The Changing Politics of Education
Professor Michael Fabricant (Social Welfare) and Distinguished Professor Michelle Fine (Psychology, Urban Education) argue that the present cascade of reforms to public education is a consequence of a larger intention to shrink government. The result is that more of public education's assets and resources are moving to the private sector and to the prison-industrial complex. Drawing on various forms of evidence—structural, economic, narrative, and youth-generated participatory research—the authors reveal new structures and circuits of dispossession and privilege that amount to a clear failure of present policy.


The Handbook of Contemporary Cuba
The Handbook of Contemporary Cuba, authored by Maurico A. Font, director of the Bildner Center for Western Hemisphere Studies and professor of sociology, is an up-to-date and comprehensive survey of the highly dynamic field of Cuban studies. It offers the latest research available from a broad array of disciplines and perspectives, with contributions from leading scholars from the United States, Cuba, Europe, and other world regions. The handbook's general introduction and its section introductions survey the key literature in the field in relation to rapidly changing events on the island and in global political and economic affairs.
My 1980s and Other Essays
Distinguished Professor William Koestenbaum's (English) essay collection opens with a series of manifestos—or rather, a series of impassioned disclosures, intellectual and personal—and then proceeds to wrestle with a series of major cultural figures, the author's own lodestars and lodestones: literary (John Ashbery, Roberto Bolaño, James Schuyler), artistic (Diane Arbus, Cindy Sherman, Andy Warhol), and simply iconic (Brigitte Bardot, Cary Grant, Lana Turner).


The Routledge Guidebook to Plato's Republic
Newly revised under the Routledge Guides to the Great Books series, Professor Nickolas Pappas's (Philosophy) volume introduces the major themes in Plato's great book, including his ideas on the nature of justice, order, and the character of the just individual. This companion for reading the work examines the context of Plato's work and the background to his writing; each separate part of the text in relation to its goals, meanings, and impact; the reception the book received when first seen by the world; and the relevance of Plato's work to modern philosophy.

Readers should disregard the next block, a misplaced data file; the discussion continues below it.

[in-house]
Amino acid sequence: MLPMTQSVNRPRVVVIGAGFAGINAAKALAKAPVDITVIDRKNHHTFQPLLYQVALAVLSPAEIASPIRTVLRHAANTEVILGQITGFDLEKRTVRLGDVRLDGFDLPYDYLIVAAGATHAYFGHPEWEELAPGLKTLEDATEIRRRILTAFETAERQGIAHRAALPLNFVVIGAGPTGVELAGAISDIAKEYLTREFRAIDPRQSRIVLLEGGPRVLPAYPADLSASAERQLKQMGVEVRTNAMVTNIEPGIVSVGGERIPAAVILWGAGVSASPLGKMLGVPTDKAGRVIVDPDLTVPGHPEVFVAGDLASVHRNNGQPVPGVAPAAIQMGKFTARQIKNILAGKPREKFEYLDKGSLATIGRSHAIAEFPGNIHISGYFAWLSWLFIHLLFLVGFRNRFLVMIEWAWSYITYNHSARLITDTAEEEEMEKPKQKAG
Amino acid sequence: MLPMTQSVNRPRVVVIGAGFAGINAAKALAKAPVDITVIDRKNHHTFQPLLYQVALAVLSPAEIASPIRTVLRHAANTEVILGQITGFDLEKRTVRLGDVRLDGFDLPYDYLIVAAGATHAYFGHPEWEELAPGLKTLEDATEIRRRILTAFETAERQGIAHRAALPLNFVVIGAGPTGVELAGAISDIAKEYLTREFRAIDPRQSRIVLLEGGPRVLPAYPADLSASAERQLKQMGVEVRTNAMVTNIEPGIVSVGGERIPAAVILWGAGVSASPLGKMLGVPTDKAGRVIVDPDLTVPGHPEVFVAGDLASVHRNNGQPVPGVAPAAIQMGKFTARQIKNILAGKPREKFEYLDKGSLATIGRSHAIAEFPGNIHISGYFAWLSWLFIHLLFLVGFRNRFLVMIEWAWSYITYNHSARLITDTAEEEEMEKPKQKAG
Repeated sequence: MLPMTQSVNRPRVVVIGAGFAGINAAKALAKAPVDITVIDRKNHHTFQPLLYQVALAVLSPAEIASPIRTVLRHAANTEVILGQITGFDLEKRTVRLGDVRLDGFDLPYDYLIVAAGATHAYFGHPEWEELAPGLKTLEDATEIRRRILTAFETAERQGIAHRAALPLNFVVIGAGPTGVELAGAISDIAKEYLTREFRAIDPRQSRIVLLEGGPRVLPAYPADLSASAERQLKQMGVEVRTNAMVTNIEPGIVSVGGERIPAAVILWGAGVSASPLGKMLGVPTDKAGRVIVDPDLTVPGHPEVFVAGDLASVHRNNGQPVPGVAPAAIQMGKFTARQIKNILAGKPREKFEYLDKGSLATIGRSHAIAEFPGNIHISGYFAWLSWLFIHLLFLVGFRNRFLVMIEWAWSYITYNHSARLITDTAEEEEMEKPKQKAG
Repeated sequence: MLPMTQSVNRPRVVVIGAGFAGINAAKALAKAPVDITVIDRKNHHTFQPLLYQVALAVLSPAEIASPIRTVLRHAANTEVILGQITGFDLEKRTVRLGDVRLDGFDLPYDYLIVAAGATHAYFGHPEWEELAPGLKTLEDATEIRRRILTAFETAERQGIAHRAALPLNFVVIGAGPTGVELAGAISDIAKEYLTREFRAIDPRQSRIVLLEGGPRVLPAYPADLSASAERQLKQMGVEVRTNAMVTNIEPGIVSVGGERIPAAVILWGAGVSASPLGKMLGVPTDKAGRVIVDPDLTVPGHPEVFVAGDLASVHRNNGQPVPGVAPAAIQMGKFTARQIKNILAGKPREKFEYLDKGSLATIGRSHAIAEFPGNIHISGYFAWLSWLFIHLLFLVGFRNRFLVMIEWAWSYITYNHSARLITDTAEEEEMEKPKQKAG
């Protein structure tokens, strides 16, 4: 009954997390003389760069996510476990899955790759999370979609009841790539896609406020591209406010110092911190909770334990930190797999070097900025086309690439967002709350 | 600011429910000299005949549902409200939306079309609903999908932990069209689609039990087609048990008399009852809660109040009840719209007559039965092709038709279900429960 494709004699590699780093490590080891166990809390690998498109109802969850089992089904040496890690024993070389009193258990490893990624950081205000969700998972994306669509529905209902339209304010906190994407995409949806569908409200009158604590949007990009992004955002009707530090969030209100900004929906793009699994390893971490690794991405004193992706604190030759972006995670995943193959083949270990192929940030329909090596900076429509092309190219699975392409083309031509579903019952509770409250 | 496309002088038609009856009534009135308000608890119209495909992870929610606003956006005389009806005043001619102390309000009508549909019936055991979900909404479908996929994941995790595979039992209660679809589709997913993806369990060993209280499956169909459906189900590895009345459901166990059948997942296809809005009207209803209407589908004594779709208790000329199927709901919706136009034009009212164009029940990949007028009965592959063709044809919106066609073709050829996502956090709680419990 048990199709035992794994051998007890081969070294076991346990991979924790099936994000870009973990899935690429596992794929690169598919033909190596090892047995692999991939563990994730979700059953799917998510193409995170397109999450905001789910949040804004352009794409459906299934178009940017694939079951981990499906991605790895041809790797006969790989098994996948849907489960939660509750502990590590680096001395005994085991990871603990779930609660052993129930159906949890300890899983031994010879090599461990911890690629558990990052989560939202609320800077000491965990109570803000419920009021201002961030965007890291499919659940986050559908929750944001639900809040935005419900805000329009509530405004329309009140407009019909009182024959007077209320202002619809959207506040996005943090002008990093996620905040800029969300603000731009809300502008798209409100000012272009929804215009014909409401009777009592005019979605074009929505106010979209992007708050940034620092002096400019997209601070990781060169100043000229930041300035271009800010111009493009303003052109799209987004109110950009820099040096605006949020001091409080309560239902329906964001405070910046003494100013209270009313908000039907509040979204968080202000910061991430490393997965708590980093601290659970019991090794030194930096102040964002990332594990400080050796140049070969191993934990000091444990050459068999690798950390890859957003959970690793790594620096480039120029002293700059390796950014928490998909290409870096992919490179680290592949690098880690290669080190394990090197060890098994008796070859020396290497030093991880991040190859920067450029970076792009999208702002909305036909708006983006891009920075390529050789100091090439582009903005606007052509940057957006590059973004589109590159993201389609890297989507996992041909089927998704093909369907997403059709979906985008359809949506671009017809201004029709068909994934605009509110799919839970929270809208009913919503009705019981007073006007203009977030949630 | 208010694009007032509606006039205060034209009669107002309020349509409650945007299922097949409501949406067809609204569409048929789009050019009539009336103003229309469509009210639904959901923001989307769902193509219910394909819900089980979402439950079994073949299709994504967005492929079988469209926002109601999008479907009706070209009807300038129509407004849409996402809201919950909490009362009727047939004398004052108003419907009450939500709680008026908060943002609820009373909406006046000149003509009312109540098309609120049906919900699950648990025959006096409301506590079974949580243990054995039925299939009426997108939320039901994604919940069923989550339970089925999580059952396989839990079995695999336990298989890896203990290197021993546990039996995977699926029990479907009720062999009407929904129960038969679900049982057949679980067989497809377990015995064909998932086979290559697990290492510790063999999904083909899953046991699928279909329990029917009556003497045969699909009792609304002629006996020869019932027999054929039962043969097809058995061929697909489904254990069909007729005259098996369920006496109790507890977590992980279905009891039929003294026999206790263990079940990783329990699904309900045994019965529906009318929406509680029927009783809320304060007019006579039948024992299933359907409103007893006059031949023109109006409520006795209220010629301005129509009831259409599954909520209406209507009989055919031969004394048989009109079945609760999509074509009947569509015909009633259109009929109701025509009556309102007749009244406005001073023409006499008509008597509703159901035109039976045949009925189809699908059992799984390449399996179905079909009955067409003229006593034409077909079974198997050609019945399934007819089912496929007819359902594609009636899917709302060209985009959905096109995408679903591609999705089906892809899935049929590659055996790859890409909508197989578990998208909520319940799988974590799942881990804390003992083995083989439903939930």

Everyone at the Table: Engaging Teachers in Evaluation Reform
Alumnus Will Friedman (Political Science, 1999) is coauthor of Everyone at the Table: Engaging Teachers in Evaluation Reform (Jossey-Bass, 2013). The book provides research-based insights and practical tools for productive teacher engagement in teacher evaluation. He is also coauthor of Toward Wiser Public Judgment (Vanderbilt University Press, 2011). Friedman is president of the nonprofit organization Public Agenda.


State Fragility, State Formation, and Human Security in Nigeria & Contesting the Nigerian State: Civil Society and the Contradictions of Self Organization
Mojúbàolú Olúfúnké Okome, ARC Distinguished CUNY Fellow and professor of political science at Brooklyn College, is editor of two new books on self-organization and state-society relations in contemporary Nigerian politics. State Fragility considers the roots, dynamics, and successes of the emergence of such broader forms of civil society, as well as the costs, ambivalences, and contradictions. Contesting the Nigerian State explores questions about state capacity, as well as the nature of the relationship between state and civil society, and the implication for the social, economic, and political health and well-being of the democratizing polity and its citizens.